Independent contractors are not entitled to sick pay and they don’t get paid when they take time off. “No work, no pay,” Fu said.
That means many Vietnamese nail technicians began losing income as early as January, when they took unpaid time off to travel to Vietnam to celebrate Lunar New Year. Upon their return, they found themselves out of a job. Salon owners, afraid their workers may carry the virus from overseas, told them to stay at home, Fu recounted.
The new stimulus package will provide some relief, with $600 in federal assistance per week and a portion of the average state unemployment insurance, which caps out at $450 per week. But until the benefit checks start rolling in, there are still bills to pay and groceries to buy.
Over the past week, the collaborative has shifted most of its efforts toward fundraising, to provide financial aid to technicians who have suffered a complete loss of income as a result of the crisis.
When they’re not busy raising money, staffers are assisting clients with their applications for unemployment benefits.
The Vietnamese language hotline of the state’s Employment Development Department is so busy that many callers just give up, Fu noted. The agency’s online application portal is equally overrun. Sometimes staffers stay up until 2 a.m. to submit applications, when website traffic finally dies down.
Steve Ellis, a professor at Compton College’s cosmetology and barbering program, said the current situation has taken barbers by surprise too, leaving many struggling.
“Most people that go into our business, they go into it young,” he pointed out. “So there’s not really much of a financial education they receive.” Working for themselves, many of these young entrepreneurs take the money they get directly from their clients and spend it quickly, Ellis explained. “They don’t have the savings necessary to support them during events like these.”
Some of his students who are already licensed to work as barbers have called Ellis, asking for advice. With rent to pay, families to feed, they told their professor they’ve considered switching to house calls to make some extra cash.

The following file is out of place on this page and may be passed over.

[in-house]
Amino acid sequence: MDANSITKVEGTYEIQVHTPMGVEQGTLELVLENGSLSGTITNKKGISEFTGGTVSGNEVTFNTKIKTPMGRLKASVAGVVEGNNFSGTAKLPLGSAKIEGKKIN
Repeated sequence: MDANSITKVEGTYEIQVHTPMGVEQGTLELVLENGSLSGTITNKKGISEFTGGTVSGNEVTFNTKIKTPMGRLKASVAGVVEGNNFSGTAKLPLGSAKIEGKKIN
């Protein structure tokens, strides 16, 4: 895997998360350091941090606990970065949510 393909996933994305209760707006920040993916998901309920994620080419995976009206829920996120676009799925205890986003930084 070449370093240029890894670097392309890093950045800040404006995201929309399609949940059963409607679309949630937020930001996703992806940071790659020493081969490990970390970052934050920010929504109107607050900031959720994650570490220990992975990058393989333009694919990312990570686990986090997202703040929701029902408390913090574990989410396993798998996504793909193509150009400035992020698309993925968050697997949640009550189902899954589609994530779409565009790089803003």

“We’ve suggested to them that at this point in time, for your own health and safety, you should probably stay at home,” Ellis said. Moreover, he pointed out, most barbers who usually work in salons don’t have the proper equipment at hand to perform work at people’s homes, and private residences don’t offer the same amenities as the shops in which they normally service their clients.
The city’s economic development department, meanwhile, has been inundated with requests from business owners and workers who’ve seen their source of income cut off abruptly due to the coronavirus outbreak and corresponding orders to stay at home whenever possible.
“We are getting dozens of calls an hour,” Economic Development Director John Keisler said in an email.
Keisler said his office is encouraging contractors and self-employed small business owners to speak with a Small Business Development Center advisor about the programs that are the best suited for them, and to visit the department’s website for a list of additional resources.
The city has also set up an emergency business call center, which can be reached at (562) 570-4BIZ (4249).
Jalapit said she has been fortunate to have a landlord who’s understanding of the situation the new salon and its owners find themselves in. They were offered rent deferral until April 19 and the option of a payment plan after that.
“The company that we rent our salon from has been really amazing,” she said. But even the deferred rent will be due one day, and without any clients coming in, it will be difficult for the new business to make up for lost time.
“I have friends and family who can help out financially for a couple of months, but after that, I don’t know what we’ll do,” Jalapit said. “We’ll run out of money at some point.”
Still, Jalapit remains full of joy – pun intended – and hope regarding the shop’s future. “I’m confident that we’ll be able to rebuild again,” she said. “It’s just a matter of time.”
Editor’s note: This story has been updated to reflect more up-to-date information on how much the pending stimulus package will provide to those who are unemployed.